Last updated: August 16. 2014 4:25PM - 1655 Views
By - shalasz@civitasmedia.com



Scott Halasz | Greene County NewsThe former Fulmer grocery store site could be come a family entertainment center. City council Thursday approved the expenditure of $15,000 to conduct a feasibility study.
Scott Halasz | Greene County NewsThe former Fulmer grocery store site could be come a family entertainment center. City council Thursday approved the expenditure of $15,000 to conduct a feasibility study.
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XENIA —The City of Xenia is in talks to bring a family entertainment center to town.


At Thursday’s City Council meeting, council voted unanimously to enter into an agreement with Creative Entertainment Concepts, Inc., to explore redeveloping the former Fulmers grocery store into the center.


CEC, based in Indianapolis, specializes in redeveloping vacated facilities into such centers. At a cost of $15,000 CEC will conduct a two-day on-site assessment, provide a feasibility study, and develop a preliminary floor plan, estimated construction cost, redevelopment budget and operating pro forma.


The company — which has already been out to the site multiple times on its own — is recommending a 14-lane bowling alley, laser tag, an arcade, a party/banquet area and sports bar, which would include outdoor seating, for the nearly 30,000 square foot building, which has been vacant since July 2010.


“If I could do backflips down here I would,” said councilman Dale Louderback. “This has been a long time coming. I think this is a great, great, great opportunity for the city.”


CEC is in direct negotiations with R&B Investments, the building owner, to establish a lease or sale arrangement. City Manager Brent Merriman said to his knowledge nothing has been signed yet but both sides are finding the terms amenable.


Construction could begin as early as the winter if everything is approved, according to a timeline provided to the city. But before that happens a plethora of funding will need to be secured.


“It’s going to require private investment into our community,” said council vice-president Joshua Long.


CEC Managing Partner David Beauregard said his company can also look at bringing a movie theater to the adjacent building, which was most recently a Kmart, which could spark more revitalization of the downtown Xenia area.


“We’re hopeful it will result in some positive development,” City Manager Brent Merriman said. “We think this will be a catalyst for hopefully some substantial redevelopment. It ought to really boost business in that entire shopping center.”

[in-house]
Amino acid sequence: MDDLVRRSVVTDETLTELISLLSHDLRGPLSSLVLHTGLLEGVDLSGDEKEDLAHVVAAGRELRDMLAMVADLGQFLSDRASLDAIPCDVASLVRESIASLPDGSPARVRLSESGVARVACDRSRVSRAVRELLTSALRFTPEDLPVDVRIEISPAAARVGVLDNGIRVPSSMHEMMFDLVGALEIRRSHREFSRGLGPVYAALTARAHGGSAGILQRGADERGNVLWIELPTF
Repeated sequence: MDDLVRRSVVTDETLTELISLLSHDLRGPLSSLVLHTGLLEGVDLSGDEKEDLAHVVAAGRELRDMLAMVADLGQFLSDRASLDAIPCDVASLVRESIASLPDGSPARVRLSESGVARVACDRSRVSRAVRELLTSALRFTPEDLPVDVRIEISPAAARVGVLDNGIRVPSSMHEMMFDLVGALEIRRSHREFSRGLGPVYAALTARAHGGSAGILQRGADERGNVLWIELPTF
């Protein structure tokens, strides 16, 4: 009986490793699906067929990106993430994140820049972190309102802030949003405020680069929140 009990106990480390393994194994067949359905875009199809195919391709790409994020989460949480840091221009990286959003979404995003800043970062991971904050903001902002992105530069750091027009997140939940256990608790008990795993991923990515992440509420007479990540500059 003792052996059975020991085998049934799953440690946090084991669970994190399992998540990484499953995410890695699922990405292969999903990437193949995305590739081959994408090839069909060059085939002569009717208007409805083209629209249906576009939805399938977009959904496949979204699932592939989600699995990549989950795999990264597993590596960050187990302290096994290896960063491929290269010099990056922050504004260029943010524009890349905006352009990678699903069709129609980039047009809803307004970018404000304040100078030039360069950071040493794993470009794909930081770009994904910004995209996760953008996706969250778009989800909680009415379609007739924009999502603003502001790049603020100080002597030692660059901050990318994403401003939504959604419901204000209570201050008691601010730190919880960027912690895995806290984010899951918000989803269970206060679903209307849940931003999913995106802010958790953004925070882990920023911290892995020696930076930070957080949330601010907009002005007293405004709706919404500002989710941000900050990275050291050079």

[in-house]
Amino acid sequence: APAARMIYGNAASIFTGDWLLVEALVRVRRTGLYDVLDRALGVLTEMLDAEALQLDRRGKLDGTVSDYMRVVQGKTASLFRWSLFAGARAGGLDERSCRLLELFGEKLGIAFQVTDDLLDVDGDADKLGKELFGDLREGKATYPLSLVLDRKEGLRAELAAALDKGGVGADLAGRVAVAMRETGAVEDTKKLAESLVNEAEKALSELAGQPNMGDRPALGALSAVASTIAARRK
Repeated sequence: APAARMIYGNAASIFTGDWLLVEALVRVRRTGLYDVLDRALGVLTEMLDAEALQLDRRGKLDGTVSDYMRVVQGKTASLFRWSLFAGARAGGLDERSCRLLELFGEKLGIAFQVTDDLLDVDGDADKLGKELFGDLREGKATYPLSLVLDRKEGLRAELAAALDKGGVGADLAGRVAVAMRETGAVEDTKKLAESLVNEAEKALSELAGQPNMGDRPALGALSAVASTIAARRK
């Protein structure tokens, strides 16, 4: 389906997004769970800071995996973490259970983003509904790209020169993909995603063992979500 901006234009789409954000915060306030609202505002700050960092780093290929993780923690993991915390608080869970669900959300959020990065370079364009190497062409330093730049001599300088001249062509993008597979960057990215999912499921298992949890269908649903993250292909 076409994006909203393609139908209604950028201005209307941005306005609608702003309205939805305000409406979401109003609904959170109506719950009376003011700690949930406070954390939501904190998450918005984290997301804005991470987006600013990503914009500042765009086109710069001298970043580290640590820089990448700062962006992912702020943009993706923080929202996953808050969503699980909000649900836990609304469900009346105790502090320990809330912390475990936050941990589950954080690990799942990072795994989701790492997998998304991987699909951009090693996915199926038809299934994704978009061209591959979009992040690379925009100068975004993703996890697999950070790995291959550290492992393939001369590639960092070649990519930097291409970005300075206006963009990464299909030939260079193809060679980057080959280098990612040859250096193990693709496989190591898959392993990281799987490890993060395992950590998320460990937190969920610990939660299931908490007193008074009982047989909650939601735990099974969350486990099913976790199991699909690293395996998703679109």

Councilman John Caupp said the proposed center could also lead to more restaurants.


“Anytime we can bring this type of entertainment into our city and people utilize it, they have to eat somewhere,” he said.


If both come to fruition it will allow Xenians to stay in town for a good time. That isn’t always the case now.


“When we want to go to a movie we go to Beavercreek,” Louderback said. “When we want to go bowling, we go to Beavercreek.”


The city would be reimbursed half of the expenditure if a lease agreement for use of the facility is completed. If this proposal falls through, the city would retain all the work performed by CEC to potentially use at another time.


• In other council news, an emergency appropriation of $51,120 was approved to cover Dayton Power & Light charges for the old Simon Kenton Elementary School building.


The city has previously estimated between $40 and $50 a month to cover electricity in the building. However when DP&L performed its yearly reading in July, the city was invoiced more than $33,000. A second reading produced the same result.


The appropriation will cover the current amount due and fund the account to cover the remainder of 2014.


Merriman said the city has hired a local electric contractor to assess the building and potentially explain the jump in costs. That led to some discussions about what to do with the building as the city tries to find a suitable owner/tenant. A 6-month moratorium on the building’s demolition was put in place in May, which expires Nov. 26.


Caupp reiterated he has been on record that the building is a “money pit” and won’t support another moratorium.


• As expected, council approved an agreement between the city and WA Hammond Drierite for the use of the “blue building” on the former Hooven & Allison property for material storage.


The company’s main materials supplier is going out of business and WA Hammond Drierite was able to purchase many year’s worth of materials and needs a place for storage. In exchange for using the property, the company has agreed to provide mowing and maintenance at the site.


Scott Halasz covers Xenia and Greene County for the Xenia Daily Gazette. He can be reached at 937-502-4507.


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